Kerry protests ‘confusing’ Ya’alon remarks in call to Netanyahu

Kerry protests ‘confusing’ Ya’alon remarks in call to Netanyahu

Defense minister expected to clarify latest statements disparaging US after secretary of state complains

John Kerry, right, meeting with Moshe Ya'alon in Jerusalem in May, 2013. (photo credit: US State Department)
John Kerry, right, meeting with Moshe Ya'alon in Jerusalem in May, 2013. (photo credit: US State Department)

WASHINGTON — The Obama administration on Wednesday vented its anger at the Israeli defense minister’s public criticism of the US and his personal insults of Secretary of State John Kerry.

In a new sign of tension between top officials of the two allies as Washington tries to forge an Israeli-Palestinian peace deal and negotiate with Iran over its nuclear program, Kerry called Israeli Prime Minister Benjamin Netanyahu to protest recent remarks by Defense Minister Moshe Ya’alon.

Ya’alon this week accused the Obama administration of being weak on Iran and questioned its commitment to Israel’s security. Previously, Ya’alon has criticized Kerry for being unrealistic and naive in trying to forge an Israeli-Palestinian peace deal.

State Department spokeswoman Jen Psaki said Ya’alon’s remarks were “not constructive” and “inconsistent” with the close relationship between the US and Israel.

“Secretary Kerry spoke with Prime Minister Netanyahu this morning and protested to him his concerns about these comments,” she said, adding that the United States has an “unshakeable commitment” to Israel’s security.

“It is certainly confusing to us why Defense Minister Ya’alon would continue his pattern of making comments that don’t accurately represent the scope of our close partnership on a range of security issues and on the enduring partnership between the United States and Israel.”

But Kerry has a “thick skin” and “we’re ready to move forward and keep talking about the peace process,” Psaki added.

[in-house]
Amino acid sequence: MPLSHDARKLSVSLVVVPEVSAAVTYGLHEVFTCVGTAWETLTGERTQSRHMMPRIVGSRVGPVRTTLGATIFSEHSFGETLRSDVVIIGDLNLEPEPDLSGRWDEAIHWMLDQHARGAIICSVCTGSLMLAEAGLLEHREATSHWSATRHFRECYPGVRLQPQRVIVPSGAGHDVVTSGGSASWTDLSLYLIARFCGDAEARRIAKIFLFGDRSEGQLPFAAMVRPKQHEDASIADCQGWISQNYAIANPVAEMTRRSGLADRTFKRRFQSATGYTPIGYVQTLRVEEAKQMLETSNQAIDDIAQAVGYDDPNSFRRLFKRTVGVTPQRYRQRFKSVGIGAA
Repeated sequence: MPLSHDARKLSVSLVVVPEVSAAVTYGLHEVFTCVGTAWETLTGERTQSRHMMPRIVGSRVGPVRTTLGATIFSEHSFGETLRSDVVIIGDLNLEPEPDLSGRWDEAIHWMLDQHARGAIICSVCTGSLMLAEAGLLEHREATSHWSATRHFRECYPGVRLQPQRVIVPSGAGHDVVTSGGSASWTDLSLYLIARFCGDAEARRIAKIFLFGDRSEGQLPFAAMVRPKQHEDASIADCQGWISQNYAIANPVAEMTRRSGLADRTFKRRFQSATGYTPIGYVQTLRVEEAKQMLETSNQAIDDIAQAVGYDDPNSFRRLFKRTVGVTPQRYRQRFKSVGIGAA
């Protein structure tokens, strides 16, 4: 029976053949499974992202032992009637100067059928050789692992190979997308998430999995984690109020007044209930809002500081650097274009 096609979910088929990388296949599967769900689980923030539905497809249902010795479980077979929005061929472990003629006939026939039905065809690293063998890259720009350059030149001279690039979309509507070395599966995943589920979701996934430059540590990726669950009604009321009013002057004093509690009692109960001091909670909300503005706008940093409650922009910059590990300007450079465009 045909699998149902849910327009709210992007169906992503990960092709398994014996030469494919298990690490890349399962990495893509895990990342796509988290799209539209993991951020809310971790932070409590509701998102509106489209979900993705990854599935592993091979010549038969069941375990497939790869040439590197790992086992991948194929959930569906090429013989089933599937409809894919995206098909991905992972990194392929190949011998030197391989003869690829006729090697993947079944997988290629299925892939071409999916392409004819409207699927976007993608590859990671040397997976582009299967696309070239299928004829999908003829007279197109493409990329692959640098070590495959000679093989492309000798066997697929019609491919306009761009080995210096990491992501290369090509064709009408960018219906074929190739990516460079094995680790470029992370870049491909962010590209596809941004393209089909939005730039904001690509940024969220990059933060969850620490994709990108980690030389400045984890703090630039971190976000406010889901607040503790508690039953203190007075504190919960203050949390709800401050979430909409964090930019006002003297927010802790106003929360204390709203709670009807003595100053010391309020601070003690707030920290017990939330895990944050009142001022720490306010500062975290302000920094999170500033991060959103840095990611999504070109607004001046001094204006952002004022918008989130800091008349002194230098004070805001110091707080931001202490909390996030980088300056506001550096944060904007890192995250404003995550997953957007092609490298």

She also noted that Netanyahu himself has spoken of an “unprecedented level” of security cooperation between the countries.

“The comments of the defense minister are completely inconsistent with that,” Psaki told reporters.

She would not say if Kerry had demanded an apology of Ya’alon, declined to characterize Netanyahu’s response to Kerry’s protests and referred questions about that to the Israeli government.

In Israel, an official in Ya’alon’s office said Netanyahu and Ya’alon had “discussed the recent reports” and added that the minister “will clarify what was said in his talks with the Americans.” The official spoke on condition of anonymity because he was not authorized to discuss the diplomatic matter with the media by name.

In remarks quoted in Israeli reports on Tuesday, Ya’alon said Israel cannot depend on the United States to lead any action against Iran’s nuclear program and can only rely on itself.

“If your image is feebleness, it doesn’t pay in the world… I hope the United States comes to its senses. If it doesn’t, it will challenge the world order and the United States is the one that will suffer.”

He toughened his line on Iran and appeared ready to back an Israeli military strike during the remarks at Tel Aviv University.

“We had thought the ones who should lead the (military) campaign against Iran is the United States… But at some stage, the United States entered into negotiations with them, and unhappily, when it comes to negotiating at a Persian bazaar, the Iranians were better,” he said.

He also disparaged American influence and power, noting the ongoing crisis over Ukraine and Russia’s annexation of Crimea.

Ya’alon has made controversial comments about Washington in the past.

In January, the State Department denounced as “offensive” comments made by the defense minister accusing Kerry of an “incomprehensible obsession” with his push for Middle East peace.

Ya’alon was later forced to apologize to the top US diplomat, who has been trying to hammer out for the past year a comprehensive peace treaty between Israel and the Palestinians.

AFP contributed to this report.

read more: